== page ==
New York’s unemployment website actually crashed this week with the volume of applications it received; Governor Andrew Cuomo waived the one-week waiting period for people to register. In California, Governor Gavin Newsom did the same. Unemployment clearly has limitations for a largely tip-dependent workforce; furthermore, capped payouts ($450 per week in California, $504 per week in New York) will almost certainly fall short of prior incomes. Still, it doesn’t hurt to apply. Note that some states have instituted special guidelines given the rush of applications with COVID-19, advising people to apply within certain timeframes to not overload the website.
Disability Insurance (U.S. Government)
Even if you’re not eligible for unemployment, you may be eligible for disability insurance. It’s a short-term monthly stipend given by your state government if you have a physical or mental health condition that keeps you from working. This does not need to be related to coronavirus. You’ll need a sign-off from a medical professional (a doctor, a psychiatrist, etc.).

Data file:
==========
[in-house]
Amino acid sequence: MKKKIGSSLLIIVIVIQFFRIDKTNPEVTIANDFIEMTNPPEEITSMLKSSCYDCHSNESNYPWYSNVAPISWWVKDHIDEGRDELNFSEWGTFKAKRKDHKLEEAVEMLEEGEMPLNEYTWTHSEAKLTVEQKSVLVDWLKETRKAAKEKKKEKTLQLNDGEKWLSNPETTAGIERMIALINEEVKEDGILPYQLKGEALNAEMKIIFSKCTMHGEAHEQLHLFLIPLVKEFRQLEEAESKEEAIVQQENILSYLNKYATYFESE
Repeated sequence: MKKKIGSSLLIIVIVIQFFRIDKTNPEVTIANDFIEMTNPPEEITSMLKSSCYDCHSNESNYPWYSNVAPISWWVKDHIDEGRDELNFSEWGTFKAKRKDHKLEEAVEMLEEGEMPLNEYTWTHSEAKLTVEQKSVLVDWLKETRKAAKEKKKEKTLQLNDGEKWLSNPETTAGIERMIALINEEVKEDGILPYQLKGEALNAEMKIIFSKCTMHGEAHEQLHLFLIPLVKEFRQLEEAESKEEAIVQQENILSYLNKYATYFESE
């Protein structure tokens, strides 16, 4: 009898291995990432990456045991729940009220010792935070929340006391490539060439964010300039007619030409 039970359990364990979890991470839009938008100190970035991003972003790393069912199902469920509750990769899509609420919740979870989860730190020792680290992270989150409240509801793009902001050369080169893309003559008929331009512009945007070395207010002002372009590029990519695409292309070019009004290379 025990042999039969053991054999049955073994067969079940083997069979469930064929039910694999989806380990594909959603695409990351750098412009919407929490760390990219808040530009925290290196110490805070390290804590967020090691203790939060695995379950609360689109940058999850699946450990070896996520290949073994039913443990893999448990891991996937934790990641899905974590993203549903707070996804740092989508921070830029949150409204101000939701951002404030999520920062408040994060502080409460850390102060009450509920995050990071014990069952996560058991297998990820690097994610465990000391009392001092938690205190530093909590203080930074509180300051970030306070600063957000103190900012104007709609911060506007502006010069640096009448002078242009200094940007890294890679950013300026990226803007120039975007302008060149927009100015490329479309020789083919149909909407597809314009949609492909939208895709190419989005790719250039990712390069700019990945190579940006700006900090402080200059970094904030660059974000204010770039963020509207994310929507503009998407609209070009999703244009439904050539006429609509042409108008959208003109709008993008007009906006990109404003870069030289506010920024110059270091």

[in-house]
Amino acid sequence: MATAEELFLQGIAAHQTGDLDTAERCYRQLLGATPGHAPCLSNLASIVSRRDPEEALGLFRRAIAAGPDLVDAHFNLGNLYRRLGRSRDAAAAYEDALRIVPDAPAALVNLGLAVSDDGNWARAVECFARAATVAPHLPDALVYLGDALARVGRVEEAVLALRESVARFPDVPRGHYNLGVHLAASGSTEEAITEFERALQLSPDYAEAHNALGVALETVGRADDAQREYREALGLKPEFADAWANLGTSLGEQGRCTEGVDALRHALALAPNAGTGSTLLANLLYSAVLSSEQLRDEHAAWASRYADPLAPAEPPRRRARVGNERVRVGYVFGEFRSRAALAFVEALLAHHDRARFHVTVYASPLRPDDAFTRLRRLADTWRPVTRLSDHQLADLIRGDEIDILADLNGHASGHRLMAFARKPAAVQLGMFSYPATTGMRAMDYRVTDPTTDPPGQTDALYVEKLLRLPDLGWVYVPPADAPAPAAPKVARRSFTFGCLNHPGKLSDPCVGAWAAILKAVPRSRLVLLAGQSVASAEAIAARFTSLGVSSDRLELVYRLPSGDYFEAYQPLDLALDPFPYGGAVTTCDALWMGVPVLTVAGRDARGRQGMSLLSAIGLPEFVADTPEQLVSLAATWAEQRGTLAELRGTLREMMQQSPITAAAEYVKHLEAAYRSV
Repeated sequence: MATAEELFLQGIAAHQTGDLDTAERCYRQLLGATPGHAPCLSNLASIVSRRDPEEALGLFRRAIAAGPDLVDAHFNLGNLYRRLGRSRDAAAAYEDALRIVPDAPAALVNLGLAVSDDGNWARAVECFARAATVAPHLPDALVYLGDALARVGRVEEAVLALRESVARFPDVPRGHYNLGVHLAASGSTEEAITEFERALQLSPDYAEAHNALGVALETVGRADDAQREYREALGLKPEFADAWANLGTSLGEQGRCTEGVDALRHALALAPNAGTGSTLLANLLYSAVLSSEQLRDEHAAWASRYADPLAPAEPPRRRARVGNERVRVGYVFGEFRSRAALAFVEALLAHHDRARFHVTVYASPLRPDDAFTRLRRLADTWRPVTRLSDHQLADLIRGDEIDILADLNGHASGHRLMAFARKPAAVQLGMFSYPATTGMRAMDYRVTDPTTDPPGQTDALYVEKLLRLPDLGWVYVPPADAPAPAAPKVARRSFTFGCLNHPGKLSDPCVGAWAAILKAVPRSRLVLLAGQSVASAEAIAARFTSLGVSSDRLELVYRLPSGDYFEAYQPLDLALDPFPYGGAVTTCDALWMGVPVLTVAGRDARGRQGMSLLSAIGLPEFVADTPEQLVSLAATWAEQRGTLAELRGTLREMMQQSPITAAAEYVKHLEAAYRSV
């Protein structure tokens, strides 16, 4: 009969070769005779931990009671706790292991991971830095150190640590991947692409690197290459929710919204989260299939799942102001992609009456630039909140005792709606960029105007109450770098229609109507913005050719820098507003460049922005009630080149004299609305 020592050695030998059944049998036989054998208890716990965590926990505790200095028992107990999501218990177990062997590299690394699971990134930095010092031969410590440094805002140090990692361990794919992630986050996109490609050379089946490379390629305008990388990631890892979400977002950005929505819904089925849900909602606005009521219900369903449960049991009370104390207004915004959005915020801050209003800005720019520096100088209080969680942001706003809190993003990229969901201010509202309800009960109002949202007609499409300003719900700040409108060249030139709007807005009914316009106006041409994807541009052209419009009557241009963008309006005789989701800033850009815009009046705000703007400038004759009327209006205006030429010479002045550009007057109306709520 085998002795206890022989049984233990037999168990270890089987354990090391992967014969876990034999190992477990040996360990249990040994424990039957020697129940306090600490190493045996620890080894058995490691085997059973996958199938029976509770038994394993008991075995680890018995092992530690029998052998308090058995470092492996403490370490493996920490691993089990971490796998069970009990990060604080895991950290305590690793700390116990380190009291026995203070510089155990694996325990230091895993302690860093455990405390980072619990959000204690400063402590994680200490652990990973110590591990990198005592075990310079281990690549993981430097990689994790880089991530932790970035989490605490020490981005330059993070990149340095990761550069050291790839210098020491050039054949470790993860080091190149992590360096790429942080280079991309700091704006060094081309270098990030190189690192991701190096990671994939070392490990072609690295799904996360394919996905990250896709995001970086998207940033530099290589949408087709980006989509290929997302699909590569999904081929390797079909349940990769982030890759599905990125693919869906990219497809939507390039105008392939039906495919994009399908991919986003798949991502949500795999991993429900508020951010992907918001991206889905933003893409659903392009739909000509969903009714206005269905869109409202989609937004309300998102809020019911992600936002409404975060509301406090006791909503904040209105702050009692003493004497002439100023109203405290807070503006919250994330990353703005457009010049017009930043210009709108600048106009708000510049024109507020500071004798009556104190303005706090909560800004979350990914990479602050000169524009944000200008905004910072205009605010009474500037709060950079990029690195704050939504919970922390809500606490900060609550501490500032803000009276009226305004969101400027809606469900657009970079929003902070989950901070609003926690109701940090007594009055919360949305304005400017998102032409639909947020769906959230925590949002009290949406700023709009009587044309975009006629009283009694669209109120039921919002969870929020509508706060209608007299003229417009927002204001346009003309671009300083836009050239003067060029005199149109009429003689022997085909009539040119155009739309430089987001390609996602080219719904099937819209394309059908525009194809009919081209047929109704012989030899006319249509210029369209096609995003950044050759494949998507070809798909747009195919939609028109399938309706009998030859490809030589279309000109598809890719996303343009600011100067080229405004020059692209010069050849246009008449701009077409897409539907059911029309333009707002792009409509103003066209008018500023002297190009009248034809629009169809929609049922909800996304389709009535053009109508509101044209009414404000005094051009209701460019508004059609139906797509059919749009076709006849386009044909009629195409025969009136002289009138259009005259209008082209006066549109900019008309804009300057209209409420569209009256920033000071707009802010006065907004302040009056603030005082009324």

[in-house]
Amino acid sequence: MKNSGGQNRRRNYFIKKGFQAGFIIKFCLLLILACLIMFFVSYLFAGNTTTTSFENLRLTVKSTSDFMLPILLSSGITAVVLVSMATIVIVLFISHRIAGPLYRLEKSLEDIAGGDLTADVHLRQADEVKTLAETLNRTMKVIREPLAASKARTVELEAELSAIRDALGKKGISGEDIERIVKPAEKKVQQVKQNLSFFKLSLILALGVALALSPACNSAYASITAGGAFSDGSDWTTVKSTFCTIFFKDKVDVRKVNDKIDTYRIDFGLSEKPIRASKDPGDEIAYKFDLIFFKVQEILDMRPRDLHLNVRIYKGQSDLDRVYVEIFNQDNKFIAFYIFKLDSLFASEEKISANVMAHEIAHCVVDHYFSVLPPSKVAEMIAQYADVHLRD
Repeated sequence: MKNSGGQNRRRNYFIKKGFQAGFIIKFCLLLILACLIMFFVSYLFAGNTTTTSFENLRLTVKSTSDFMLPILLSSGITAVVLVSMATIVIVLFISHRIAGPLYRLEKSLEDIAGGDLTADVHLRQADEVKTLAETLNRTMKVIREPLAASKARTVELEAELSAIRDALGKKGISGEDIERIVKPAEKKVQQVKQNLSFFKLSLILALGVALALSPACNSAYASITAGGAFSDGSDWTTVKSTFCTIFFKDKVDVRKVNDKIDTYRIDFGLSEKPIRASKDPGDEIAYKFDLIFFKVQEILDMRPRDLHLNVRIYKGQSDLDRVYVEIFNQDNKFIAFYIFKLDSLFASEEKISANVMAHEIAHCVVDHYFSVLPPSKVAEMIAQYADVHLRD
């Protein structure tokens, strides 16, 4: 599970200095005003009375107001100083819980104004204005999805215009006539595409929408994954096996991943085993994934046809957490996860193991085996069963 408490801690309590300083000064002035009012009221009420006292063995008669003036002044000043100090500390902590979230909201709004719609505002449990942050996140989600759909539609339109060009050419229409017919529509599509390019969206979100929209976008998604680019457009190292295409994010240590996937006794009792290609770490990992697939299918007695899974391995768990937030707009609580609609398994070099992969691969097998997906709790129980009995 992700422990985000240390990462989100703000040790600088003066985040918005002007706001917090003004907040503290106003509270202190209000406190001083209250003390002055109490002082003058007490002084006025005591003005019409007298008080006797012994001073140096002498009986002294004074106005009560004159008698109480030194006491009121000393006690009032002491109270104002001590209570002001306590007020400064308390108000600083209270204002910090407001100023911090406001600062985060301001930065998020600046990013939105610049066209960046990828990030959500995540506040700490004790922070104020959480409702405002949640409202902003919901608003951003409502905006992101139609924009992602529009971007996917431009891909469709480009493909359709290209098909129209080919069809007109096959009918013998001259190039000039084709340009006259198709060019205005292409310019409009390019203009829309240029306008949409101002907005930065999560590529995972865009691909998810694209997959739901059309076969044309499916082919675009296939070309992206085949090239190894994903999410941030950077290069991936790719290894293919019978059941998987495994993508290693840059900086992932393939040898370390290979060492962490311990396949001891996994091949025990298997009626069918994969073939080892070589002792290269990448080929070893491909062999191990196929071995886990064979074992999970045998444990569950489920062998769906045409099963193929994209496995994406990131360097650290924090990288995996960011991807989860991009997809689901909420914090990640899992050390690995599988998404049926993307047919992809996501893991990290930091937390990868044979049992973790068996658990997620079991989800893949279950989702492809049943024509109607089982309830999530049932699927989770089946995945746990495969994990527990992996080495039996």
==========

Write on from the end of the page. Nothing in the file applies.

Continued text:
Crowdsourced National Resources
Sign up for One Fair Wage’s emergency fund, which plans to distribute $213 to every laid off service worker nationwide. They’ve gotten up to 50,000 applications so far, so know that this might take a while.
The Restaurant Workers’ Community Foundation is raising money to distribute funds nationwide to service workers in need. Email email@example.com to express interest.